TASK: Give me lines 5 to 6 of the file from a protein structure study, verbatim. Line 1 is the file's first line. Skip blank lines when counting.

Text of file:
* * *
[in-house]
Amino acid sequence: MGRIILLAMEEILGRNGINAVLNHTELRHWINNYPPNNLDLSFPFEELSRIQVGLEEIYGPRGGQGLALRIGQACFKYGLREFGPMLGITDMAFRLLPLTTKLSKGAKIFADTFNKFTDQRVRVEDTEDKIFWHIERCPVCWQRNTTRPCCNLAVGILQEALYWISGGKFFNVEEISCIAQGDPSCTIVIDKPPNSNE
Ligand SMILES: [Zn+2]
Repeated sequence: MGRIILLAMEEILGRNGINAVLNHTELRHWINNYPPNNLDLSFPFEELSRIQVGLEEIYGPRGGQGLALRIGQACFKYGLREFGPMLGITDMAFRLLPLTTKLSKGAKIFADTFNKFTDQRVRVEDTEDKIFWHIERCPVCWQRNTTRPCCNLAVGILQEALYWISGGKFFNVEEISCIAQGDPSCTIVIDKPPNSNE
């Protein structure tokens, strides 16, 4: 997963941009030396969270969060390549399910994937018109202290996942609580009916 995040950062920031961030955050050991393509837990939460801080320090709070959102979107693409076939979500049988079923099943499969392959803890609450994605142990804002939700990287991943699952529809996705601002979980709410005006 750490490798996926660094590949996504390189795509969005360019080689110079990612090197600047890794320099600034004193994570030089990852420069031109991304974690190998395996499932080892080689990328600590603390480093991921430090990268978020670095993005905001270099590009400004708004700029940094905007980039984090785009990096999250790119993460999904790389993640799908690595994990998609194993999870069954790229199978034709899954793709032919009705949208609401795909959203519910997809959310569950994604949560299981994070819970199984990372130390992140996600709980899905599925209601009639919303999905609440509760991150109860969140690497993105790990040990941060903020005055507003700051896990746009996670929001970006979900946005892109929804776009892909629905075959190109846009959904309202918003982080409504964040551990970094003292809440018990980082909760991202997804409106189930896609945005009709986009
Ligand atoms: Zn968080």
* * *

């Protein structure tokens, strides 16, 4: 997963941009030396969270969060390549399910994937018109202290996942609580009916 995040950062920031961030955050050991393509837990939460801080320090709070959102979107693409076939979500049988079923099943499969392959803890609450994605142990804002939700990287991943699952529809996705601002979980709410005006 750490490798996926660094590949996504390189795509969005360019080689110079990612090197600047890794320099600034004193994570030089990852420069031109991304974690190998395996499932080892080689990328600590603390480093991921430090990268978020670095993005905001270099590009400004708004700029940094905007980039984090785009990096999250790119993460999904790389993640799908690595994990998609194993999870069954790229199978034709899954793709032919009705949208609401795909959203519910997809959310569950994604949560299981994070819970199984990372130390992140996600709980899905599925209601009639919303999905609440509760991150109860969140690497993105790990040990941060903020005055507003700051896990746009996670929001970006979900946005892109929804776009892909629905075959190109846009959904309202918003982080409504964040551990970094003292809440018990980082909760991202997804409106189930896609945005009709986009
Ligand atoms: Zn968080």